• Not straining the mixture: Straining helps remove any cooked egg bits or pieces of lemon zest that didn’t get fully incorporated into the curd. Leaving them in can affect the texture of your final product.
  • Overcooking the curd: Overcooked lemon curd will become thick and grainy rather than smooth and creamy. Make sure you are cooking it over low heat and stirring constantly as it thickens.
  • Using too much butter: Adding too much butter can cause your lemon curd to separate or turn greasy. Stick to the recommended amount in your recipe.
  • Adding acid too early: If you add acidic ingredients like lemon juice or vinegar too early, they can react with the eggs and cause them to scramble. Always add acids towards the end of cooking once the eggs have started to thicken.

Troubleshooting Tips

If you encounter any issues while making your lemon curd, here are some troubleshooting tips:

  • If your curd is lumpy or has small bits of cooked egg, strain it through a fine-mesh sieve before using.
  • If your mixture becomes grainy or separates when adding butter, try heating it up very gently (in a double boiler if possible) and whisking vigorously until it comes back together.
  • If you accidentally added acid too early and caused scrambling, immediately take the pot off of heat and whisk in some cold butter until everything emulsifies again.
  • If your curd is too thick or thin, adjust the amount of eggs or butter in your recipe accordingly.

Variations and Flavor Additions

Lemon curd is delicious on its own, but there are many ways to customize it:

  • Add lavender, thyme or basil for a fragrant twist.
  • Make it boozy by adding gin, limoncello or champagne instead of some lemon juice.
  • Sweeten with honey instead of sugar for a more nuanced flavor.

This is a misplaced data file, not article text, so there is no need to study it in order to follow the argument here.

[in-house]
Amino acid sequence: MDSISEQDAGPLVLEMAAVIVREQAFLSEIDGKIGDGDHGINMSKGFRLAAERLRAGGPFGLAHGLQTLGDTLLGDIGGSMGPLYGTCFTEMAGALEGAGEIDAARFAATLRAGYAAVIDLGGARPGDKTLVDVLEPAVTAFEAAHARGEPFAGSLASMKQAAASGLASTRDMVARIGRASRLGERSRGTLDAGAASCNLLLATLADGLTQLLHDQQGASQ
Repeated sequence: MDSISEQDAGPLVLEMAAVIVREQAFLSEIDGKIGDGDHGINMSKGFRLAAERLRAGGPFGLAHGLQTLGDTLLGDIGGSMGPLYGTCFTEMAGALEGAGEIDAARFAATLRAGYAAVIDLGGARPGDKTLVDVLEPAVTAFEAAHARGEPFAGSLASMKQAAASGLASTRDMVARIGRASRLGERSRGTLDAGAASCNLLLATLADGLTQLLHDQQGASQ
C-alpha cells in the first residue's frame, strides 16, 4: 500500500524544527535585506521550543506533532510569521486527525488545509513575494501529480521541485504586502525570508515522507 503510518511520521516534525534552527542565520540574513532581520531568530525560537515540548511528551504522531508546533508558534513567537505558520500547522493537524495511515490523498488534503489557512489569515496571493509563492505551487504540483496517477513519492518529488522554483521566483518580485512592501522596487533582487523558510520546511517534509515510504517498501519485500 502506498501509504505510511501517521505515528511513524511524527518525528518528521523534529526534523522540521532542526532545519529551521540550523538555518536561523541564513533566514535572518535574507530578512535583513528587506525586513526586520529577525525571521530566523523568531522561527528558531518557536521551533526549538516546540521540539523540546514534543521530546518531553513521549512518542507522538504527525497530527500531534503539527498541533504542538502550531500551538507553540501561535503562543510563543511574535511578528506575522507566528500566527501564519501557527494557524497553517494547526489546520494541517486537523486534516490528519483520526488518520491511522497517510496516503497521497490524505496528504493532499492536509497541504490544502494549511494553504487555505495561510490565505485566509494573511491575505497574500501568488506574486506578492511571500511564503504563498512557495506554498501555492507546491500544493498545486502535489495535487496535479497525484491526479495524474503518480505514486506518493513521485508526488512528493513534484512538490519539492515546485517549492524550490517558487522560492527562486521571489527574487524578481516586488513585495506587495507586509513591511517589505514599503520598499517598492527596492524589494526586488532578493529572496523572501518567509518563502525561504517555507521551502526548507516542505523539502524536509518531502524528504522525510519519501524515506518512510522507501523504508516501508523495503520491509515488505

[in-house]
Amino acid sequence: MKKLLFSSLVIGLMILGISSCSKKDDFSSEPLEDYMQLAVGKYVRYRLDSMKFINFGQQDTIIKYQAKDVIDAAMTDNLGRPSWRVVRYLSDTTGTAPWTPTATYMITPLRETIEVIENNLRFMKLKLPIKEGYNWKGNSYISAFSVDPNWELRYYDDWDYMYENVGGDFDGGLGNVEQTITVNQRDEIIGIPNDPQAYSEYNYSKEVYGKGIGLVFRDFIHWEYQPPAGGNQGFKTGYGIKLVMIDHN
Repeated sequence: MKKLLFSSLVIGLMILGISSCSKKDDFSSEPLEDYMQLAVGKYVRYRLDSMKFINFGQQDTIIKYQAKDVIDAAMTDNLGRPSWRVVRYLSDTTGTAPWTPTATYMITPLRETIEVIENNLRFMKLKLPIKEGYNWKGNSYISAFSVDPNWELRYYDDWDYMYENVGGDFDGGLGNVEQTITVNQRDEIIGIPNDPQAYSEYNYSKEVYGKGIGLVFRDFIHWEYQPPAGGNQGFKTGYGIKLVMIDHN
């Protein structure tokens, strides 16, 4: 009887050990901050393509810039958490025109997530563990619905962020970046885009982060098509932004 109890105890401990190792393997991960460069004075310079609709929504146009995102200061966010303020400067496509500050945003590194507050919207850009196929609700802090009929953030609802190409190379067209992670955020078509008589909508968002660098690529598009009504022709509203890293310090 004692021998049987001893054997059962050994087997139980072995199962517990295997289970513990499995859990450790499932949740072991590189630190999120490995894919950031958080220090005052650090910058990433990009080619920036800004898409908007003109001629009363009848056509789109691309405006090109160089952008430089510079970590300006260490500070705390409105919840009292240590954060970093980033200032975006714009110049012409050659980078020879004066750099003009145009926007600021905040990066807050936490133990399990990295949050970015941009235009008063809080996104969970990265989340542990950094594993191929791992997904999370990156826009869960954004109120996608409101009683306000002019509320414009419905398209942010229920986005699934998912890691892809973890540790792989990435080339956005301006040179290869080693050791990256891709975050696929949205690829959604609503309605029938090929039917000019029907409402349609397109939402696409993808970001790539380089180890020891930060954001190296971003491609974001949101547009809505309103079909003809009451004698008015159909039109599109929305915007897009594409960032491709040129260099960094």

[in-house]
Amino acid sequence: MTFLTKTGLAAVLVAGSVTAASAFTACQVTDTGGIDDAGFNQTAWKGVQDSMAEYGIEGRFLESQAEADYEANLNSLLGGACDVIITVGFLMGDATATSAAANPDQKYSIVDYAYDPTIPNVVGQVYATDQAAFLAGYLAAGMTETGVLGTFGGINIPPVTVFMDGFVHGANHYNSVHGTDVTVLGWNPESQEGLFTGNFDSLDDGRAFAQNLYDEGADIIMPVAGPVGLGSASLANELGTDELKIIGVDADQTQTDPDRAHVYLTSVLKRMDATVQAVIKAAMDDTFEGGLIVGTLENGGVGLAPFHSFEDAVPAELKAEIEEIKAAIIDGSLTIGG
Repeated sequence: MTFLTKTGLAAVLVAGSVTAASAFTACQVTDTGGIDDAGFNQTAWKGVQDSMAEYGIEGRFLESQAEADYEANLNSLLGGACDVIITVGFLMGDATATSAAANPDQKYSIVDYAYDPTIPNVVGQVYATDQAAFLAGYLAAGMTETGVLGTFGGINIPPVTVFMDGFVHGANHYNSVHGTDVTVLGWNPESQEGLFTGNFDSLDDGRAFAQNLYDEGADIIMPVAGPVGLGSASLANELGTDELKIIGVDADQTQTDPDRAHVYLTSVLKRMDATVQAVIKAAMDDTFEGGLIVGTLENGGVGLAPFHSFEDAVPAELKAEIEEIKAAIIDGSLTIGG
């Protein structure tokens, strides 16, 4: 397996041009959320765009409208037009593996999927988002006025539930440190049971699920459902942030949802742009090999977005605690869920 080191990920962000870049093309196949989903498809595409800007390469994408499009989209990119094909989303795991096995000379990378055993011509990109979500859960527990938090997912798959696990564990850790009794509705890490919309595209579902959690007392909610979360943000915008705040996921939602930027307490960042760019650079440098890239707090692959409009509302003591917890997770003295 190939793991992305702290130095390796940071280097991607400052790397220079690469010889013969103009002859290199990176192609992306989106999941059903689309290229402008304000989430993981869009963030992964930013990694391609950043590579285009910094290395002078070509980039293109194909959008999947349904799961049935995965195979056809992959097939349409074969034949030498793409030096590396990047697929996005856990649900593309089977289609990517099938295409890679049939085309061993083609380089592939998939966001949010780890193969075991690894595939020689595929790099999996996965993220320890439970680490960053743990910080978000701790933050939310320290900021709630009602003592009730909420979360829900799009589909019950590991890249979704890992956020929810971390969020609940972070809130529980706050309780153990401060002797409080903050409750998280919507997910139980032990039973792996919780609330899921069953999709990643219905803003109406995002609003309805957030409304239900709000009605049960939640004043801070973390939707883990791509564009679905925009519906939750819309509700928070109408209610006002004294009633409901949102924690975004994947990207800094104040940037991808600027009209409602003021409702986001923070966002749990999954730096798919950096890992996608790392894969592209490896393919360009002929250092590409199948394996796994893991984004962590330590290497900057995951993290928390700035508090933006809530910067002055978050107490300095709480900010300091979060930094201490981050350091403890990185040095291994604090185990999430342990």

• Add fruit puree such as strawberry puree to make different berry flavors of citrus curd.
Pro tip: Use leftover lemon curd to make macarons, tarts, pies and other desserts!

How to Store and Use Lemon Curd

When it comes to lemon curd, proper storage is key for maintaining its flavor and texture. Here are some tips:

  • Store in an airtight container in the refrigerator for up to two weeks.
  • Ensure that the curd is completely cool before putting it in the fridge.
  • To extend its shelf life, freeze the curd for up to six months.

Creative ways to use lemon curd

Lemon curd can be used beyond just being a spread on toast or scones. Here are some creative ways you can make use of this versatile ingredient:

  • Add a dollop on top of pancakes or waffles.
  • Make your own lemon yogurt by adding spoonfuls of lemon curd into plain Greek yogurt.
  • Spread it on top of pound cake or angel food cake slices.
  • Add some flavor and tartness to smoothies with a spoonful of lemon curd.
  • Create mini fruit tarts by spreading a layer of lemon curd inside pre-made mini pastry shells, and topping with fresh berries or sliced fruit. s

Recipe ideas for using leftover lemon curd

If you have some leftover lemon curd, here are some simple recipes you can whip up:

    Try swirling a little bit of lemon curd into cream cheese for a tangy bagel spread.

These are just some of the many ways you can store and use lemon curd. Get creative in the kitchen and experiment with new recipes to enjoy this delicious ingredient!


In conclusion, lemon curd is a delicious spread that can add a burst of fresh flavor to any dessert or breakfast item. Whether you’re using it in pies or tarts or simply spreading it on toast, following the right steps can help ensure that your lemon curd comes out perfectly every time.


Can I freeze lemon curd?

Yes! Lemon curd freezes very well – just be sure to store it in an airtight container.

How long does homemade lemon curd last?

Homemade lemon curd will typically keep for up to two weeks in the fridge.

What are some creative ways to use leftover lemon curd?

Lemon curd can be used in a variety of ways – try swirling it into yogurt for added flavor or using it as a filling for cupcakes or macarons.